Jason has these self-watering containers in the backyard where he plants tomato seedlings. The second planting season in Houston is mid-September so he cut down the old Cherokee Purple and the Sugar Lump plants that were dying away, but he saved the very tops of them that were new growth, growing out of the old. And he replanted them in the containers. Just to see what would happen.
Two weeks later they were vibrant with growth, especially one of them. The one in the blue container. I would watch it every day as the days turned more bearable and you could enjoy sitting outside again, a cool breeze occasionally interrupting the warmth. A few days later I noticed there were already yellow flowers throughout the tomato plant. This plant was unbelievable. Life was overtaking it and it was thriving. I told Jason about the flowers, but he had already seen them.
“Wait. What are you doing?” I asked in horror. He was pinching the flowers off one by one. The flowers that would turn into fruit.
He smiled at me and said, “This plant’s not ready for fruit yet. If I don’t prune it, all the energy will go towards fruit and then the growth of the plant will become stunted. The energy needs to go to the roots. Let it build up the plant. Then it will be ready after a while to produce fruit. A lot of fruit.”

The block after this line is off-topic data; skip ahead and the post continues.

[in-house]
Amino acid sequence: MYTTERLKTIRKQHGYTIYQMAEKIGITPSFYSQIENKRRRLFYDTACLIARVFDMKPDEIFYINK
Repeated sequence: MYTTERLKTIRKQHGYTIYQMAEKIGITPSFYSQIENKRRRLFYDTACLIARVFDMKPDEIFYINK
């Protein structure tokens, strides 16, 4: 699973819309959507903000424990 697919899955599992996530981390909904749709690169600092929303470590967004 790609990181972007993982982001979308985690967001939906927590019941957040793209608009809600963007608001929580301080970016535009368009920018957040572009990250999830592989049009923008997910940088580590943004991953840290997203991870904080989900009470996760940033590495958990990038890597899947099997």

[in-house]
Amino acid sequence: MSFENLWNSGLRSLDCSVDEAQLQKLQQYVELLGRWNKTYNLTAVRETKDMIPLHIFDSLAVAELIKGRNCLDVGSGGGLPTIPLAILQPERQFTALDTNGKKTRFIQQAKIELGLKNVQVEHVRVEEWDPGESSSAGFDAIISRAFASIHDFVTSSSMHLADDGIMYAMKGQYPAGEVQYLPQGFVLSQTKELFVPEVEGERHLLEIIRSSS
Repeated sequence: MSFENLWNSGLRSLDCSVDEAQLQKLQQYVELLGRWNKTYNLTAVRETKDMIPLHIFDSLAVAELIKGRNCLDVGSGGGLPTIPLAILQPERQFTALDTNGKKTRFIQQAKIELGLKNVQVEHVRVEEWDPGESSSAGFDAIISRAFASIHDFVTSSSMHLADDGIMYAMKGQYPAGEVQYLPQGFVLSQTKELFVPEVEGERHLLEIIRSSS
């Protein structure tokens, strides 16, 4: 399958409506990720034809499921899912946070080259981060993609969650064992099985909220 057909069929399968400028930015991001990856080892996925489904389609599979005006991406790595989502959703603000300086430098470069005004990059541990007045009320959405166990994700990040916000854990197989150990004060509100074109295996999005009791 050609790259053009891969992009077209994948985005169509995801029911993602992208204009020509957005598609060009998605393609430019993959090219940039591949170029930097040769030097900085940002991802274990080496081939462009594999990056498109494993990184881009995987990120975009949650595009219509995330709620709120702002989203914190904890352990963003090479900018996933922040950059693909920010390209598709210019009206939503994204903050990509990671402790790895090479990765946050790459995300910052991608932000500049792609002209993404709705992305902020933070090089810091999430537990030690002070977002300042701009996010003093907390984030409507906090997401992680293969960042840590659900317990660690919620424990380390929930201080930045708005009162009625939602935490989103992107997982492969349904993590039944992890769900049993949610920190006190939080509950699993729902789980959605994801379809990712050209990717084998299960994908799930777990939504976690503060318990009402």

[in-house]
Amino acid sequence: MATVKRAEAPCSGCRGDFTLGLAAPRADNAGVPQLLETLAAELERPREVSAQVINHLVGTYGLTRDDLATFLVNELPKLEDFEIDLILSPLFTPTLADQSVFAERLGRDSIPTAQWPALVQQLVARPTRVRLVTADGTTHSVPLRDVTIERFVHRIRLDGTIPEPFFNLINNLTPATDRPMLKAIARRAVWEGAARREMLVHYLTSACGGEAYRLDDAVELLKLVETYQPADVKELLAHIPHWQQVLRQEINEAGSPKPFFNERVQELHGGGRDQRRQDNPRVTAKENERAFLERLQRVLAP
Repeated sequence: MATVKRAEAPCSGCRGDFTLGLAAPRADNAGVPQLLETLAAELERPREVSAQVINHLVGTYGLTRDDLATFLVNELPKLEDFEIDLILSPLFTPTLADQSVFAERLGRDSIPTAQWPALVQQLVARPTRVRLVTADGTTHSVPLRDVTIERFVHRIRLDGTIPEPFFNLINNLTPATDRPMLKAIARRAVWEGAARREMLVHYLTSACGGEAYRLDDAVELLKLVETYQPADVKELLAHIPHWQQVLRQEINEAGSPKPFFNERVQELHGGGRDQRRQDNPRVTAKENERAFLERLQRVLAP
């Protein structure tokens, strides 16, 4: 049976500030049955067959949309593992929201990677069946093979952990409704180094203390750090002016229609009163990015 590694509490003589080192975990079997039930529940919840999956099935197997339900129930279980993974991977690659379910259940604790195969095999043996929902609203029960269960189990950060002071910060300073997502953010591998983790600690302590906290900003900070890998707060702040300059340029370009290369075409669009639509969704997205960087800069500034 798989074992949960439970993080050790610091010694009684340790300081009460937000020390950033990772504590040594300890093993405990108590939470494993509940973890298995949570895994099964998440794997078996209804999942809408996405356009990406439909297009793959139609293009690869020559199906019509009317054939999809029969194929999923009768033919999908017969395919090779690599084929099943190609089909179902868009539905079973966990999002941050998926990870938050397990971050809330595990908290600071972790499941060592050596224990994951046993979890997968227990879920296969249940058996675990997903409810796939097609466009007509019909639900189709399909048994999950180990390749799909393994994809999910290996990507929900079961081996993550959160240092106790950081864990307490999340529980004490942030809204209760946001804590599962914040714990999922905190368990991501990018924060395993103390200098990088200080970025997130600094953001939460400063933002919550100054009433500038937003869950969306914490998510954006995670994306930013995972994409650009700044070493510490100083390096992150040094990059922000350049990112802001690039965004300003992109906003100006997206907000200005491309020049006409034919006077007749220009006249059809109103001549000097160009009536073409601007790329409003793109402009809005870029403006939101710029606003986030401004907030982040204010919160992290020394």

My frown slowly turned upward as the truth of the farmer’s words hit me. Pruning to be more fruitful. Where had I heard that before?
I remember having a phone conversation with my dear friend Ruth several years ago. I was in the kitchen on my cell phone amid dirty sippy cups and sticky countertops, stealing a bit of time away during a baby’s nap. And I was relaying to her my earnest desire to serve the Lord in ministry. How it seemed like all of my Bible college friends were just passing us by and doing incredible things for God. And here I was, a Carpenter’s wife having a kid every two years. Not that I discounted the ministry of motherhood. I just sensed there was more that I was made for. This calling of a life of being poured out doing something big.
“Maybe you’re not ready yet,” Ruth said to me.
I had opened my mouth, but couldn’t say anything to that. I had sometimes feared that I had missed God’s call upon my life. But the thought of not being ready for the call was something entirely different than missing it all together. I thought I was ready. Why wouldn’t I be? I’ve been to Bible school, grew up on the mission field, loved Jesus for as long as I can remember. Not ready yet? But then did I really have the right to determine my own readiness?
A month later I look at that same, pruned Sugar Lump tomato plant in the blue container. And it towers over the other plants in the Autumn garden. And it is heavy as can be with abundant fruit.